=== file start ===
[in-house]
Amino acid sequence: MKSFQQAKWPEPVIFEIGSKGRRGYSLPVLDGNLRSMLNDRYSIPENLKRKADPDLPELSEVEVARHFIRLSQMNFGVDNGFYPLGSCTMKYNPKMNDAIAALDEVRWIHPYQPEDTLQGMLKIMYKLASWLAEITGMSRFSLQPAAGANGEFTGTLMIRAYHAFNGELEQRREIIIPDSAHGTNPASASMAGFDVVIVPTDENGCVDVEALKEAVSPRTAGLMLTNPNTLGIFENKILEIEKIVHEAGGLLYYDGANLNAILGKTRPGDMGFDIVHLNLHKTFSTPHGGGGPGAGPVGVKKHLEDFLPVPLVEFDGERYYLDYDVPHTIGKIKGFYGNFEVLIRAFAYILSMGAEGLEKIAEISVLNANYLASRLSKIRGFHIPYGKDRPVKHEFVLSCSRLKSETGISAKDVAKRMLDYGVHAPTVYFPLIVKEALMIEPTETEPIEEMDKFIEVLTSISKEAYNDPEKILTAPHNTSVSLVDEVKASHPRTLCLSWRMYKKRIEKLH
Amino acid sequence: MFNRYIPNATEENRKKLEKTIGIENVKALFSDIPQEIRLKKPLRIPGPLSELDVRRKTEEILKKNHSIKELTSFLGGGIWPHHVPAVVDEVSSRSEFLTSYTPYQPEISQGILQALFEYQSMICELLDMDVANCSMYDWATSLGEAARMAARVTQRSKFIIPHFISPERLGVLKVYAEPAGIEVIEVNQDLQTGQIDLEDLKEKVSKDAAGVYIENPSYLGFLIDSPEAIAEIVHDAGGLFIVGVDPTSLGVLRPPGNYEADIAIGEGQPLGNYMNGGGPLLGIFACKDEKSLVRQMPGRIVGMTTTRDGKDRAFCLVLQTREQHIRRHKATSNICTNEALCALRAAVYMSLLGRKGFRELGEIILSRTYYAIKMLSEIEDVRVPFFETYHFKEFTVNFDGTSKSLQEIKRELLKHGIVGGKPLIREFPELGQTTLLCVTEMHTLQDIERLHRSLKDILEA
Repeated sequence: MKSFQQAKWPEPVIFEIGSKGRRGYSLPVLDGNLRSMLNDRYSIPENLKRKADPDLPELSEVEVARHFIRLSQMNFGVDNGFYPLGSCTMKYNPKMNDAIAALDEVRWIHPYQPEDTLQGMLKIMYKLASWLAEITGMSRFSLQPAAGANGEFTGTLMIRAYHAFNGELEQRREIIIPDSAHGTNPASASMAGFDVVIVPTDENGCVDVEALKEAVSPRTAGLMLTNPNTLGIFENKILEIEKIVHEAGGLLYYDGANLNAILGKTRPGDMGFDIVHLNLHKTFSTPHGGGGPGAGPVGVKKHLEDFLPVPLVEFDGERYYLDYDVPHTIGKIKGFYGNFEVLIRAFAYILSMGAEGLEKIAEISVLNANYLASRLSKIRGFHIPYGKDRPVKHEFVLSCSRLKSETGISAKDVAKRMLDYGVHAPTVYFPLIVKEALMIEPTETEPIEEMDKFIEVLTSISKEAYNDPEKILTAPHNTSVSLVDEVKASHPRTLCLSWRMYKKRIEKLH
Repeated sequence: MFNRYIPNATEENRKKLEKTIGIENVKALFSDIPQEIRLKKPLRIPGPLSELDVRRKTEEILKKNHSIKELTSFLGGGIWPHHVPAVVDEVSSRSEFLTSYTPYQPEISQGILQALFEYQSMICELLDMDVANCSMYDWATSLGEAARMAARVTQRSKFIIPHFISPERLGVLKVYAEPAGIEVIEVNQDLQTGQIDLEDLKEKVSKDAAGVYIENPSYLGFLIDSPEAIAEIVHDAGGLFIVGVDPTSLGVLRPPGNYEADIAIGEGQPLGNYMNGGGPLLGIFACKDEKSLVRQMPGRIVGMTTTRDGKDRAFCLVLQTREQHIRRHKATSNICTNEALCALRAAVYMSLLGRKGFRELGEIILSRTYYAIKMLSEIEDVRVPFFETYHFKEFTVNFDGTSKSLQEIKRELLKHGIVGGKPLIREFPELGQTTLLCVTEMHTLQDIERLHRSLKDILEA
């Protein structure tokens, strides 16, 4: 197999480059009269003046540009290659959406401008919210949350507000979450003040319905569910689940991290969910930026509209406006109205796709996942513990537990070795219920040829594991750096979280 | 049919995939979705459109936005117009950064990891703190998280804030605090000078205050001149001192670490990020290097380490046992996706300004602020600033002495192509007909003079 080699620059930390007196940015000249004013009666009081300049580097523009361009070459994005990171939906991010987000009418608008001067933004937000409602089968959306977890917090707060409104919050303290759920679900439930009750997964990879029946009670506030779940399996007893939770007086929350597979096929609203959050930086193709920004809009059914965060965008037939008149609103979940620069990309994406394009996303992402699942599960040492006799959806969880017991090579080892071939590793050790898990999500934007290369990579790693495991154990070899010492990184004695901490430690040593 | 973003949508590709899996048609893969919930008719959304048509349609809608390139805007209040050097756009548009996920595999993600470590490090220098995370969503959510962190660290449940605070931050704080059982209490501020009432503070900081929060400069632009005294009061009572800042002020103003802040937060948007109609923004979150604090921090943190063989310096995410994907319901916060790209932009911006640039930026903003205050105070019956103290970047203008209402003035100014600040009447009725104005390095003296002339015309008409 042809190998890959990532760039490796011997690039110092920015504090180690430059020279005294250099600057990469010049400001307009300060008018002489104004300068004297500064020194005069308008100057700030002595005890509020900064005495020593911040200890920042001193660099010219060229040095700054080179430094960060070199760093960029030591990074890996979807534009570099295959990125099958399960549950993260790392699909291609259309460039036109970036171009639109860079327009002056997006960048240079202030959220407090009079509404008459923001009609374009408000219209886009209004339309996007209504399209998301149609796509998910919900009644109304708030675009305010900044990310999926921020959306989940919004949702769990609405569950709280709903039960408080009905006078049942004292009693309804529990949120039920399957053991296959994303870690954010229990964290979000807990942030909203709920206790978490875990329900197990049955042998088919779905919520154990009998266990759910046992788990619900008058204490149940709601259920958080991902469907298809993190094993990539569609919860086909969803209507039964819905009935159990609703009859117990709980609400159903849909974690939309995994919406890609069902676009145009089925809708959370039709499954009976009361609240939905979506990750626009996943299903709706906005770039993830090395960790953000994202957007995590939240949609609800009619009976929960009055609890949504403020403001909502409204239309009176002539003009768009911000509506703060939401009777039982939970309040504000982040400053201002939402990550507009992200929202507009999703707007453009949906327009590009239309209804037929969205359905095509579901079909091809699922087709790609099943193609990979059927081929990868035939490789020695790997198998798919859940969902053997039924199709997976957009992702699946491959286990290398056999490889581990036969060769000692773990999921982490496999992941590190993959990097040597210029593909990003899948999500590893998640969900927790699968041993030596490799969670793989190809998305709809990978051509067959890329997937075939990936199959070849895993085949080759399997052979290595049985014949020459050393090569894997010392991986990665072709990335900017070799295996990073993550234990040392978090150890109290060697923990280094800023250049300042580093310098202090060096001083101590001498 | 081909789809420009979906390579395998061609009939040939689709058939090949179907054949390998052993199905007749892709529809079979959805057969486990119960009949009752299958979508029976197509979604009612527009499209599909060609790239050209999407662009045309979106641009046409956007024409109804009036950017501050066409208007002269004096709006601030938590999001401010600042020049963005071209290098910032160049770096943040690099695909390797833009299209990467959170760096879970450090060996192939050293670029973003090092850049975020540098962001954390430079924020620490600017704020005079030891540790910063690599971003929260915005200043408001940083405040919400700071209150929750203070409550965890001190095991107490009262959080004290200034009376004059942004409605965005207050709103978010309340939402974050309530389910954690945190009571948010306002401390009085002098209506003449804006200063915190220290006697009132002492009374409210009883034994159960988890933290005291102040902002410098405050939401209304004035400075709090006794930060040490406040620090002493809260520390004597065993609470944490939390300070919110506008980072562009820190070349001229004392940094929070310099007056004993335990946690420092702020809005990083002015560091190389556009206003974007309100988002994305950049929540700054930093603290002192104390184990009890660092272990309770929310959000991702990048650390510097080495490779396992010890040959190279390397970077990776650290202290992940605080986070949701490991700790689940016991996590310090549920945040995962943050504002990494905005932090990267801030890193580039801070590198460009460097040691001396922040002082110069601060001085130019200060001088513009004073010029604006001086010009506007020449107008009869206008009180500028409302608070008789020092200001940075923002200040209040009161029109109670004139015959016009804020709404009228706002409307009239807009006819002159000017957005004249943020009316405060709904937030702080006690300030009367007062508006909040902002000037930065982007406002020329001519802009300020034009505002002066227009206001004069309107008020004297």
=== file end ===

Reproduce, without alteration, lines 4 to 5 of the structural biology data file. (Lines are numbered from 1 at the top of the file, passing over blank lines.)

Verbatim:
Repeated sequence: MKSFQQAKWPEPVIFEIGSKGRRGYSLPVLDGNLRSMLNDRYSIPENLKRKADPDLPELSEVEVARHFIRLSQMNFGVDNGFYPLGSCTMKYNPKMNDAIAALDEVRWIHPYQPEDTLQGMLKIMYKLASWLAEITGMSRFSLQPAAGANGEFTGTLMIRAYHAFNGELEQRREIIIPDSAHGTNPASASMAGFDVVIVPTDENGCVDVEALKEAVSPRTAGLMLTNPNTLGIFENKILEIEKIVHEAGGLLYYDGANLNAILGKTRPGDMGFDIVHLNLHKTFSTPHGGGGPGAGPVGVKKHLEDFLPVPLVEFDGERYYLDYDVPHTIGKIKGFYGNFEVLIRAFAYILSMGAEGLEKIAEISVLNANYLASRLSKIRGFHIPYGKDRPVKHEFVLSCSRLKSETGISAKDVAKRMLDYGVHAPTVYFPLIVKEALMIEPTETEPIEEMDKFIEVLTSISKEAYNDPEKILTAPHNTSVSLVDEVKASHPRTLCLSWRMYKKRIEKLH
Repeated sequence: MFNRYIPNATEENRKKLEKTIGIENVKALFSDIPQEIRLKKPLRIPGPLSELDVRRKTEEILKKNHSIKELTSFLGGGIWPHHVPAVVDEVSSRSEFLTSYTPYQPEISQGILQALFEYQSMICELLDMDVANCSMYDWATSLGEAARMAARVTQRSKFIIPHFISPERLGVLKVYAEPAGIEVIEVNQDLQTGQIDLEDLKEKVSKDAAGVYIENPSYLGFLIDSPEAIAEIVHDAGGLFIVGVDPTSLGVLRPPGNYEADIAIGEGQPLGNYMNGGGPLLGIFACKDEKSLVRQMPGRIVGMTTTRDGKDRAFCLVLQTREQHIRRHKATSNICTNEALCALRAAVYMSLLGRKGFRELGEIILSRTYYAIKMLSEIEDVRVPFFETYHFKEFTVNFDGTSKSLQEIKRELLKHGIVGGKPLIREFPELGQTTLLCVTEMHTLQDIERLHRSLKDILEA